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European Virtual Training Centre
for glass arts and techniques

France Black stain


By Catherine Lapointe, translated by Ghislaine Beyel and Steve et Karen Linn

From their first appearance until today, stained glass windows are like filters that magnify and make perceptible divine light. They transform buildings by displaying touches of colour and turn us toward celestial Jerusalem. The Middle Ages produced informative and enlightening pictures painted on glass. From the XIIth century on, they were assembled around huge compositions, several medallions, or important figures. The glass masters used grisaille painting to realize their pieces. Note here that the term ‘grisaille’ does not appear before the first half of the XIXth century. Before this time, the word ‘colour’ and later ‘black colour’ were used. The grisaille tracing could be more or less diluted, a wash, a halftone, or black opaque line. The drawing was simple and immediately comprehensible.

In the XIIIth century, medallions telling the life story of the saints proliferated. Great figures were still represented especially and almost exclusively in the high windows. Grisaille drawing remained simplistic and above all stylized. Figures were long and tightly draped. Representation was built by using major very expressive lines along with thin and elegant lines for creating values.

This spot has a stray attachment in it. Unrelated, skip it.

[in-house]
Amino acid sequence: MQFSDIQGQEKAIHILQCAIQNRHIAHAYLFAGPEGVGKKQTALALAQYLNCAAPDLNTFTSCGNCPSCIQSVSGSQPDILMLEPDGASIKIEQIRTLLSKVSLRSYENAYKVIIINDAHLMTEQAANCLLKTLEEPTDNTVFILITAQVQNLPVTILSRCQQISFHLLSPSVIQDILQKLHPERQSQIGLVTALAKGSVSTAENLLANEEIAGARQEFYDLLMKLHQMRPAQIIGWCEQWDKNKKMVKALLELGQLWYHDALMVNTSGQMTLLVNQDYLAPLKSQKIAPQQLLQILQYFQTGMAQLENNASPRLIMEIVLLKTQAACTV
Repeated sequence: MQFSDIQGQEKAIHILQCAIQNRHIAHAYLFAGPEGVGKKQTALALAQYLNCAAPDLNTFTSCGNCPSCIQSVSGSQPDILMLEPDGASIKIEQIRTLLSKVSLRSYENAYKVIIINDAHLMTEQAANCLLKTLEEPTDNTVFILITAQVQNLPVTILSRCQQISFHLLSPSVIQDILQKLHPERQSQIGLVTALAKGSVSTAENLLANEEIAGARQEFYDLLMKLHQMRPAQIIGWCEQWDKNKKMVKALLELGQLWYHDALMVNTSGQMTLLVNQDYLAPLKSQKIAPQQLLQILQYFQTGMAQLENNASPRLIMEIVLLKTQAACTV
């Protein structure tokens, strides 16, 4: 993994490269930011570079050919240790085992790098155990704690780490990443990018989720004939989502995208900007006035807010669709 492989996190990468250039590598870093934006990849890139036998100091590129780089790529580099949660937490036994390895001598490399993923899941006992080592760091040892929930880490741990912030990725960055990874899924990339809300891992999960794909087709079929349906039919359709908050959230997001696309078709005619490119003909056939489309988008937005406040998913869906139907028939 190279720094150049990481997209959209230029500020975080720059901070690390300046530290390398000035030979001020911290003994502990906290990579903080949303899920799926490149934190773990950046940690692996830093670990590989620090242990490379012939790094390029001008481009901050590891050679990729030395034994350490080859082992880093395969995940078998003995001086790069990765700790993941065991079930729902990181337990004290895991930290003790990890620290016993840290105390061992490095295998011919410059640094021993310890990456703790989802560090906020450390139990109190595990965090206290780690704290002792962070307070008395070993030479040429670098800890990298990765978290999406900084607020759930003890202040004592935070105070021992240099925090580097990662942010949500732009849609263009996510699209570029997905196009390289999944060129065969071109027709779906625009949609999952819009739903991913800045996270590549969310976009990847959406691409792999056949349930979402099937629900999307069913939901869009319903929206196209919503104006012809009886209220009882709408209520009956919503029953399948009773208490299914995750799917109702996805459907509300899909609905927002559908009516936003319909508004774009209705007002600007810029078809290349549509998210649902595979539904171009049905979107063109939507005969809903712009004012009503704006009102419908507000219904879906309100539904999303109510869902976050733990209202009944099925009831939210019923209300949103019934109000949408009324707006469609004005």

In the XIVth century, medallions were still used for narration, but another theme appeared to compliment the great figures, this was an architectural framework. Generally, drawing tended to be more realistic and precise. Relief painting appeared. Reverse glass painting was used more thus enabling the highlighting of details. Stencils were used to create vegetal or checked backgrounds. New brushes also contributed to the creation of more refined painting. It was the beginning of perspective and damasks. Finally, the invention of silver stain provided a wide range of yellows and above all reduced the costs of working.

The XVth century was a turning point in stained glass art, which was marked as early as the mid-century by the progress made in painting. The laws of perspective were better known even though it was still used in a timid and somewhat clumsy manner. It was also the beginning of the use of scenery. Above all, drawing gained more realism in the execution of volumes. Painters mastered the difficulties of silver stain and many different kinds of brushes helped them improve their skills. The use of chalk red and iron red endowed hands and faces with beautiful skin tones.

In the XVIth century, the quest for realism reached a climax. The postures of the characters were flowing and natural, their setting was realistic and the proportions were definitively correct. The drawing was based on very elaborate tracing and relief painting. New glass tints were developed enriching the colour range. Translucent enamels appeared at that time, they were applied like paint, and these coloured details made compositions more beautiful. They could also be used to paint whole scenes on rather limited surfaces.